A lot of writers, actors, and filmmakers refuse to read reviews of their works, but I find it hard to resist. Now that “Canterbury Hollow” has been in print a while, the reviews are starting to bubble up on Locus, SFRevu, Variety SF, and Not If You Were the Last Short Story on Earth. But how to survive the inevitable rush of disappointment? All I can say is that I have several strategies:
1. Take it all with a grain of salt. It’s just an opinion. One of the other stories in F&SF, James Stoddard’s “Christmas at Hostage Canyon”, is described by Lois Tilton thus: “…the unoriginal fight against Evil is awkward, a reworking of stale myths that inspires no belief.” On the other hand, Sam Tomaino thought it “such a perfect story that it will be the first story to add to my Hugo Nominations short list for 2011.”
2. The only thing worse than being talked about… Tinkoo Valia of Variety SF thought my story was “neither particularly impressive…[nor] crappy.” So while the story didn’t really grip him, I can say I have a reader in Bombay! How cool is that?
3. If a professional editor was impressed enough to buy a story, there will be readers who like it. Sam Tomaino at SFRevu called it “a poignant, beautiful story.” Thanks, Sam!
4. Respect your friends for being honest. Ian Mond is a friend of mine, but he did me no favours, saying, “I’m not sure, though, that I had enough investment in the relationship or characters for the idea of their inevitable death to have an impact.” (Unless Ian was being nice to me. Maybe he thought it was the worst story since “Eye of Argon”. In which case it’s pistols at dawn!)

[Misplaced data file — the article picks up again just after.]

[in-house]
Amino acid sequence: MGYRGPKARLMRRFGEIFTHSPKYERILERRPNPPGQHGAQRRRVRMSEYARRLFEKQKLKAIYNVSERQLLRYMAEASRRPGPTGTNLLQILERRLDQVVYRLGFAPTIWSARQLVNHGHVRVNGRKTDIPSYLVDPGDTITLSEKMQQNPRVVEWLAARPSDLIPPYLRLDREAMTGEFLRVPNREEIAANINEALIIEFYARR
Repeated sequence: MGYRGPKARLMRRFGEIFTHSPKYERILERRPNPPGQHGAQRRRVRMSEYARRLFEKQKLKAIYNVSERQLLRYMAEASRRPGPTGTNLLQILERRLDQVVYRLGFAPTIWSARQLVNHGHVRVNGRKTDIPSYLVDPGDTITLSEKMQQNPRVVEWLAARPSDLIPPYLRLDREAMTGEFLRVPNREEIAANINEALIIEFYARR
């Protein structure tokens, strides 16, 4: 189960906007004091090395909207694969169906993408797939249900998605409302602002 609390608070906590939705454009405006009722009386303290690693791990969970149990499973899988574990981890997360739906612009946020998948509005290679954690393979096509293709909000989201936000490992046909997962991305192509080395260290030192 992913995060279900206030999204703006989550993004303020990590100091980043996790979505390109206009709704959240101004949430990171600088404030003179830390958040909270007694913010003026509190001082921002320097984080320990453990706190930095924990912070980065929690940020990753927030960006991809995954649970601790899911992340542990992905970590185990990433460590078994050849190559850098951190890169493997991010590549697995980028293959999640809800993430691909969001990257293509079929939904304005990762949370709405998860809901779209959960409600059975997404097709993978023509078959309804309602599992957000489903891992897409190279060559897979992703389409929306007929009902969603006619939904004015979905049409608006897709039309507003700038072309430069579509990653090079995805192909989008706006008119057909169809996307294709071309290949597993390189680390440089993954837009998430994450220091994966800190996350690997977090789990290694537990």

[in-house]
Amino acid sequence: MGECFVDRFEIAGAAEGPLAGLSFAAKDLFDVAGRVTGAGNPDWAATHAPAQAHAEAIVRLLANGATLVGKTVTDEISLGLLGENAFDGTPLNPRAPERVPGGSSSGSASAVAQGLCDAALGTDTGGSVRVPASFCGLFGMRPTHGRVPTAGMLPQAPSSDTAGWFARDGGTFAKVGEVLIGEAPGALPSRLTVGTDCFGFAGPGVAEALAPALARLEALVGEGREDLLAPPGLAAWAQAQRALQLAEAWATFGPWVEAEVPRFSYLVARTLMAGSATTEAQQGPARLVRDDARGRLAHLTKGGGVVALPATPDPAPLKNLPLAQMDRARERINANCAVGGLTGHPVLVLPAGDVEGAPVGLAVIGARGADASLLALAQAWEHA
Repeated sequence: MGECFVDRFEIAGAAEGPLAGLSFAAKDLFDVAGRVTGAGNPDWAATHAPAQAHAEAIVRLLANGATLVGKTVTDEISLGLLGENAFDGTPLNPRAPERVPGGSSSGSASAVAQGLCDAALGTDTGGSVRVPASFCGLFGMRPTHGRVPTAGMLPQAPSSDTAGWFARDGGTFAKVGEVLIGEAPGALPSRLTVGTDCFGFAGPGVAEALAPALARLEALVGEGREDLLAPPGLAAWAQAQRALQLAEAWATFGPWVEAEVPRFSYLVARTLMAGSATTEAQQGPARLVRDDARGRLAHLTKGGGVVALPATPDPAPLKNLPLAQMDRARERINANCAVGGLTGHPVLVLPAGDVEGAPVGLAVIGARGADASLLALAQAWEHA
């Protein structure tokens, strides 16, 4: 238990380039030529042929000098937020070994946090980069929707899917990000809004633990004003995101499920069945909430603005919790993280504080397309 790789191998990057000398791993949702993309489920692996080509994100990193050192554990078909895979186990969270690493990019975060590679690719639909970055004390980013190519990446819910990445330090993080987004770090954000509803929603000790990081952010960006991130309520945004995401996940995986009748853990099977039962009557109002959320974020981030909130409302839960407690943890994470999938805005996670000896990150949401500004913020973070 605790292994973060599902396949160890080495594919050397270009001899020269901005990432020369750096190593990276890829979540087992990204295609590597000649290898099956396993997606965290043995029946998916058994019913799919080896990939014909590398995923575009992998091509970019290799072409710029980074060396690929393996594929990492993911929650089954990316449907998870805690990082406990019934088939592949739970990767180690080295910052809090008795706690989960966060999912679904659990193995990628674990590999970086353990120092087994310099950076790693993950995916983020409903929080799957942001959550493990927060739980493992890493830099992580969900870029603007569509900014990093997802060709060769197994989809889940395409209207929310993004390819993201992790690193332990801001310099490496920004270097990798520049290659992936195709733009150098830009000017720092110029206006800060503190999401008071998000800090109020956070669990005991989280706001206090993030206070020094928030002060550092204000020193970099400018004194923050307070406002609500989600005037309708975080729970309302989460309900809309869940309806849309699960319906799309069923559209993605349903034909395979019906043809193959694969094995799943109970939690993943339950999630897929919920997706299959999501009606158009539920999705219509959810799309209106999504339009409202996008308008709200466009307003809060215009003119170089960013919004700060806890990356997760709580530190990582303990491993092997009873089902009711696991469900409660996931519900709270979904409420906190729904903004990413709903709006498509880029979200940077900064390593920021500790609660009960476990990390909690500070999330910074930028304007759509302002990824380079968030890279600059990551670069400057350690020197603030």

5. Be prepared for readers to infer messages you never intended. While Lois Tilton liked the story, she concluded that it’s “[a] rather melancholy story of doomed love, dispassionately framed as an evolutionary event in the history of a species that always overruns its resources.” This is mostly right (and any shortcomings in the description can be slated to the fact that Lois has a few paragraphs to compact what can be very complex stories). But I don’t think of the story as melancholy. It’s about two people in an impossible situation, for sure, but it’s also about how they find solace together and take an active role in their fates. And while the story implies that humans will always overrun their resources (an hypothesis that I hope turns out to be wrong, although pessimism seems warranted at this moment in time), it also implies that exhaustion of resources is an unavoidable part of what drives us outwards, maybe even to the stars.
Given the psychological armour needed to read reviews of one’s own work, why even bother? Well, the experience of publishing for most writers is not that of bestselling celebrity authors. Instead of interviews and junkets, for the most part having a story come out is like dropping a stone down a well and waiting to hear a splash that never comes. Even if a review is lukewarm or negative, at least someone read it and cared enough to write about it.